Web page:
Federal Education Minister Jason Clare has announced that 20,000 additional university places have been created specifically for Indigenous, low SES, disabled students and other disadvantaged students.
The places will be distributed over two years, with 10,000 places allocated for each of 2023 and 2024. The allocations will also target in-demand disciplines in STEM (Science, Technology, Engineering and Maths), education and health.
Universities will have to enter a competitive tendering process to bid for the additional places based on their ability to attract students from the designated disadvantaged communities. They will be expected to provide a detailed blueprint detailing not only how students will enter university but also retention and support through to graduation.
“Where you live, how much your parents earn, whether you are Indigenous or not, is still a major factor in whether you are a student or graduate of an Australian university,” said Clare.
“I don’t want us to be a country where your chances in life depend on your postcode, your parents, or the colour of your skin.”
Responding to the announcement, Federal Treasurer Jim Chalmers said that the extra places aim to provide Australias with “the skills they need to get sustainable, well-paid jobs into the future”.
Participation rates for First Nations students is consistently low across the nation. The University of Sydney, for example, has an Indigenous student enrolment rate of 0.6 per cent — the second lowest in NSW after the University of Technology Sydney.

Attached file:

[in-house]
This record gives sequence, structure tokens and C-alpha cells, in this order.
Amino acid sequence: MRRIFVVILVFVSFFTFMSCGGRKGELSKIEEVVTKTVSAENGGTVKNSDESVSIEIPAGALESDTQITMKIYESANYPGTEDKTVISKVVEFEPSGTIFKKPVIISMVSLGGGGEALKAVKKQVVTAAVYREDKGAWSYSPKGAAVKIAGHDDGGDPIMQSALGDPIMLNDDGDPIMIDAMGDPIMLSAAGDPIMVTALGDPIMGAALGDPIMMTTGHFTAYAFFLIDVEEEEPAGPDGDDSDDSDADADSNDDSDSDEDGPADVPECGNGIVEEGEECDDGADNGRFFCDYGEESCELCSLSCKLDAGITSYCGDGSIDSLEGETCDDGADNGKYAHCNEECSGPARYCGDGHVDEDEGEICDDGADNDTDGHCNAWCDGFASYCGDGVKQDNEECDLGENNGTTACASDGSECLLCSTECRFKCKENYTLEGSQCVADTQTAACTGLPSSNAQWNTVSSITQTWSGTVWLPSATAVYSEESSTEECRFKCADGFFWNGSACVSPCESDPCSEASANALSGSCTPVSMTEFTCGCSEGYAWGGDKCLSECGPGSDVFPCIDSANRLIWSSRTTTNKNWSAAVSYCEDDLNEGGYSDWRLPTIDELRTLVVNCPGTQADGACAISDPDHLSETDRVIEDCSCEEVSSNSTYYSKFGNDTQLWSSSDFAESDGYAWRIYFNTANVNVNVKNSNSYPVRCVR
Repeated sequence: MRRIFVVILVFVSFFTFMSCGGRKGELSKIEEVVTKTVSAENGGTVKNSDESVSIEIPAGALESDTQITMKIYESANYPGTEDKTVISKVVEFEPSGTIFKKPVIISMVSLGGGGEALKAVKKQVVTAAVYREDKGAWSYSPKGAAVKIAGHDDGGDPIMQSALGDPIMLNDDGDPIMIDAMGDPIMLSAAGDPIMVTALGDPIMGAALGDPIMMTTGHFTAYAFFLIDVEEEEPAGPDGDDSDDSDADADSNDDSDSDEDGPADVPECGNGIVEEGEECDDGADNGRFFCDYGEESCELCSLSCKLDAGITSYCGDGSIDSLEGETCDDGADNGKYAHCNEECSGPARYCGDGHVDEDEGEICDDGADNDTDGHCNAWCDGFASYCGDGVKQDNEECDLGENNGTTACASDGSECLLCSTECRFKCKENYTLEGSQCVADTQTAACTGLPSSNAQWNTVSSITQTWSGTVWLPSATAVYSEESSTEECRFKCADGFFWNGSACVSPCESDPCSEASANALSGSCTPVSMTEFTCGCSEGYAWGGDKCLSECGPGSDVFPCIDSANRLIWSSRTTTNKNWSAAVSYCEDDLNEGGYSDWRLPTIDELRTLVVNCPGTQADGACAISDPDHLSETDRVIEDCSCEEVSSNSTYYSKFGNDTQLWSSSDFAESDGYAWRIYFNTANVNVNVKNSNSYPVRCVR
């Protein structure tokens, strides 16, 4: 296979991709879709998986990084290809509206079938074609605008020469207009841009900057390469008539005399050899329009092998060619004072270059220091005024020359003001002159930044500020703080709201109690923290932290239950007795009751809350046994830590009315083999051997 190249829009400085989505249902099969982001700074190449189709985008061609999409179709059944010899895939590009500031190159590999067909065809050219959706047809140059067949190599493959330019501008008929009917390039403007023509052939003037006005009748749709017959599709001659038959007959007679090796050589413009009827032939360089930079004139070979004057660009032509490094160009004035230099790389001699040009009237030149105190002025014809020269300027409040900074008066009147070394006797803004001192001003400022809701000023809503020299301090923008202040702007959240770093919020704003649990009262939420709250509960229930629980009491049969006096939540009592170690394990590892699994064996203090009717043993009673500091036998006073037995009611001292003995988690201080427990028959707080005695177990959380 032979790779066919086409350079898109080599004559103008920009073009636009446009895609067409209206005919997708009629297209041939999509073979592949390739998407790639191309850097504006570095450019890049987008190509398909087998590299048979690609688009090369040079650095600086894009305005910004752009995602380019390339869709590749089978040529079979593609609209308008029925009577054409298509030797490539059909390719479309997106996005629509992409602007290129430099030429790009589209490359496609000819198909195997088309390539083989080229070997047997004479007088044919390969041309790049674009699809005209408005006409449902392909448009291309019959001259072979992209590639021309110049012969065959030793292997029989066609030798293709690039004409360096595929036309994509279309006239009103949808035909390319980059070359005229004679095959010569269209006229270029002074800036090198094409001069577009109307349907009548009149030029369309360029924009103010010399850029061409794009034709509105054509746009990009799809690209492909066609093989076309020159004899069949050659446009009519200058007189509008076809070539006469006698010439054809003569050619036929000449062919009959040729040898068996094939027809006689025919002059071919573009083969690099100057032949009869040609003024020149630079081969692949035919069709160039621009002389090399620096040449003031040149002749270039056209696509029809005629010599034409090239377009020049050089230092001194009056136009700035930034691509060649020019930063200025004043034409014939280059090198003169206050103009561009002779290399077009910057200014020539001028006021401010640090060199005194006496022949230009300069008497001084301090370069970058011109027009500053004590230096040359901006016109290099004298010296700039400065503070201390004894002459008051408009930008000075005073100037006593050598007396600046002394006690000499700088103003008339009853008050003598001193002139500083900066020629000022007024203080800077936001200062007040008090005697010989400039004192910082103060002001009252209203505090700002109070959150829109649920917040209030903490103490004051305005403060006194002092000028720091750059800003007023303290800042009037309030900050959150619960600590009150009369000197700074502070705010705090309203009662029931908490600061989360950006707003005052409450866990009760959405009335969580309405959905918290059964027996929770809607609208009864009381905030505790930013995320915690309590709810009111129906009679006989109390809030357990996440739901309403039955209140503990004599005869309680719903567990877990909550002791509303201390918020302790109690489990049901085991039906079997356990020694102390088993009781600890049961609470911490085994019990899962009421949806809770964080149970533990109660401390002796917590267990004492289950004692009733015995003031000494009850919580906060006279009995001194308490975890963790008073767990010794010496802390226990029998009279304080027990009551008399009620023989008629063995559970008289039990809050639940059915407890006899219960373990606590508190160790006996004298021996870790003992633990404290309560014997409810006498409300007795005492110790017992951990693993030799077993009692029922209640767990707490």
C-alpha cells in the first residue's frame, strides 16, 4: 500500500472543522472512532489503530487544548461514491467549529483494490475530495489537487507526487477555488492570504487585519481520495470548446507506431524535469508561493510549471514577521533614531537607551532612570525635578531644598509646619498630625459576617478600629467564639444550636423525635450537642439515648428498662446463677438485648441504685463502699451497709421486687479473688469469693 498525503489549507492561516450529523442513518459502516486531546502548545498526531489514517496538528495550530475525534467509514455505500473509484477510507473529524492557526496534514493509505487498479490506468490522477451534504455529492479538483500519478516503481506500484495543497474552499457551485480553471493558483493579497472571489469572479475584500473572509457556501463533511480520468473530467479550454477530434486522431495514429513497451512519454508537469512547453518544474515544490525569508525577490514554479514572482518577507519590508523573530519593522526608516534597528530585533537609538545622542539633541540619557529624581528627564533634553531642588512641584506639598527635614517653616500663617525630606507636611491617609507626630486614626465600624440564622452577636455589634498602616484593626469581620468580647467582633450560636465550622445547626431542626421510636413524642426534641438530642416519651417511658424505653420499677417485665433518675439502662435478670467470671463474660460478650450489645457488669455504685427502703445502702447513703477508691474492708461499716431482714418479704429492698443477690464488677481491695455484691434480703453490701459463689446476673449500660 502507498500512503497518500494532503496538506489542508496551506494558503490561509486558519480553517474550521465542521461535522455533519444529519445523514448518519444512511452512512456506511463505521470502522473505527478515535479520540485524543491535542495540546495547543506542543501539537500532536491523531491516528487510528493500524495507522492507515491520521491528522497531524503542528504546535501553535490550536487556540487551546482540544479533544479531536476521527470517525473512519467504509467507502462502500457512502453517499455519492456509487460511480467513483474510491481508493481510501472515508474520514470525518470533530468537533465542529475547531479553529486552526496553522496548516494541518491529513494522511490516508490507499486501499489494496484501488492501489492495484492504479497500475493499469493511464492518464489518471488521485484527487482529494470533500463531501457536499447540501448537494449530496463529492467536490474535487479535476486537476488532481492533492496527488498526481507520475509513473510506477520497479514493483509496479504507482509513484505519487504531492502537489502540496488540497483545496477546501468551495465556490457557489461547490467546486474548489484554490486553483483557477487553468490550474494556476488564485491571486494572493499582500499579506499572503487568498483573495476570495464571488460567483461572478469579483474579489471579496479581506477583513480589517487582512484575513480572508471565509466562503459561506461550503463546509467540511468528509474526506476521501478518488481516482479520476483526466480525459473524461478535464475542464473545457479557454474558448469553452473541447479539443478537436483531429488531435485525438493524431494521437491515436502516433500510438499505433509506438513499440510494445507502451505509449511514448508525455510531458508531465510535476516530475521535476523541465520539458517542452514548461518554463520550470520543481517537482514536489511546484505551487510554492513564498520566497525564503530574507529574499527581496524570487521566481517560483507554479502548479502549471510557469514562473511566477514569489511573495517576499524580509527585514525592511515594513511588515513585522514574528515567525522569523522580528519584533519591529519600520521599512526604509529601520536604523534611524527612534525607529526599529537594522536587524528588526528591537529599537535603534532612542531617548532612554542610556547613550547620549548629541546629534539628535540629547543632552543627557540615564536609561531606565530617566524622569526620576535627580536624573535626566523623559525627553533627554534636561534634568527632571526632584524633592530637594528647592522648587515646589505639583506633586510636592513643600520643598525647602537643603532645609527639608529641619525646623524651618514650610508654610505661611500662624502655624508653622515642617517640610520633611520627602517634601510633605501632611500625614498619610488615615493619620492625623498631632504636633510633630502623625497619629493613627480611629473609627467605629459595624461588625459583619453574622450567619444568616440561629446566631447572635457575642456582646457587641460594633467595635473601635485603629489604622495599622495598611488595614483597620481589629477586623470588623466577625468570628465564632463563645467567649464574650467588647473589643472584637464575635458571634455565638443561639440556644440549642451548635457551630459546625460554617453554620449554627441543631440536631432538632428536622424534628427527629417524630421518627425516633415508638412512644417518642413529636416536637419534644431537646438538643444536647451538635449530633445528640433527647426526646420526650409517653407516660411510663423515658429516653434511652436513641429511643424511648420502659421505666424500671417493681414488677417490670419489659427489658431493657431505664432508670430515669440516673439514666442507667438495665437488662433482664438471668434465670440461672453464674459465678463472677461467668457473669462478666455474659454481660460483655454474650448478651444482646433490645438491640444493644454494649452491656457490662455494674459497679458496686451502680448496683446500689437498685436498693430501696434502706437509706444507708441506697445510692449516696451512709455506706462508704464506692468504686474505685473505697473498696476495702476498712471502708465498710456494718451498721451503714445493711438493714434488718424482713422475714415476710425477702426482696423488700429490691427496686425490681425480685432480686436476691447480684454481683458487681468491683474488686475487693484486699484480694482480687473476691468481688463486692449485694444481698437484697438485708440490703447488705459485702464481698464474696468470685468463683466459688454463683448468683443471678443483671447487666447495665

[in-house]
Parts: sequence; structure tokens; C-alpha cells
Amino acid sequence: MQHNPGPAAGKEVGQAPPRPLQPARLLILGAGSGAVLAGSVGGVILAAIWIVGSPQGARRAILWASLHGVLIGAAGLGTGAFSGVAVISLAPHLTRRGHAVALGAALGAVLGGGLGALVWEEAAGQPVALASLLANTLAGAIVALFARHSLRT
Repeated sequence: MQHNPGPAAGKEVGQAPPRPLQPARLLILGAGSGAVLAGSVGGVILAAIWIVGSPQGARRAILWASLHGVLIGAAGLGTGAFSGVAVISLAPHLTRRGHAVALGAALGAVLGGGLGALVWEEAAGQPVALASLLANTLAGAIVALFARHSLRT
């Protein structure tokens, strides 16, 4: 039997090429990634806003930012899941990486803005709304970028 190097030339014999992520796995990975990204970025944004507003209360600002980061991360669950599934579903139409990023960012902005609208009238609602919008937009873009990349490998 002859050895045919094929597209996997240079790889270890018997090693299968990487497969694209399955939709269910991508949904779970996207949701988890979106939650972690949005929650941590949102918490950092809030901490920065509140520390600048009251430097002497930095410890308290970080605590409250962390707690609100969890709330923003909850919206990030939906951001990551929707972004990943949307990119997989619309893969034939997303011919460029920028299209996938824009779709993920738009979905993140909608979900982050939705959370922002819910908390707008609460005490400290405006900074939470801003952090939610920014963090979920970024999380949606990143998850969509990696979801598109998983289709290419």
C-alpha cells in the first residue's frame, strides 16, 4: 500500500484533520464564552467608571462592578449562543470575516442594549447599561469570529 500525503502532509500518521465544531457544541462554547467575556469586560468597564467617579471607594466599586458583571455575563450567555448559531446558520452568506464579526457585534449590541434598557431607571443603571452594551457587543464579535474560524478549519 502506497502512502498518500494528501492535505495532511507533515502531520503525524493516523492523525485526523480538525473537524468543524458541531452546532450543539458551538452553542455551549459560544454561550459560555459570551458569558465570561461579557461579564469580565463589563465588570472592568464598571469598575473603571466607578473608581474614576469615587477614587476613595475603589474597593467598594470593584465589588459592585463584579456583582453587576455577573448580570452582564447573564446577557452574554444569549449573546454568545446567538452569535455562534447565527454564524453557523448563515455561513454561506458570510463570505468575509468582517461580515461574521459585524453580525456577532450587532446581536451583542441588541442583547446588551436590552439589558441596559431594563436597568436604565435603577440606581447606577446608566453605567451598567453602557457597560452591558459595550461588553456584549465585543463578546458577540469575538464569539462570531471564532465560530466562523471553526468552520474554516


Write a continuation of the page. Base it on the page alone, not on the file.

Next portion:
Similarly, as of 2020, the majority of Australian universities failed to clear Kevin Rudd’s 20 per cent target for low SES student enrolment rates, with the Australian National University worst at 3.2 per cent and USyd at 9 per cent.
The policy fulfils one of Labor’s promises leading up to the May Election where the party promised to deliver the additional places alongside its contentious Australian Universities Accord.
SRC Education Officer Lia Perkins told Honi that while she welcomed the government’s initiative to expand university to disadvantaged students, she stressed that the measure lacked answers to address rising student debt and cost of living.
“However, to make real changes to the university system we need to remove incentive and price mechanisms in universities, and fully fund all degrees,” Perkins said. “It is extremely expensive for people facing disadvantage to go university and pay for living expenses and student fees.”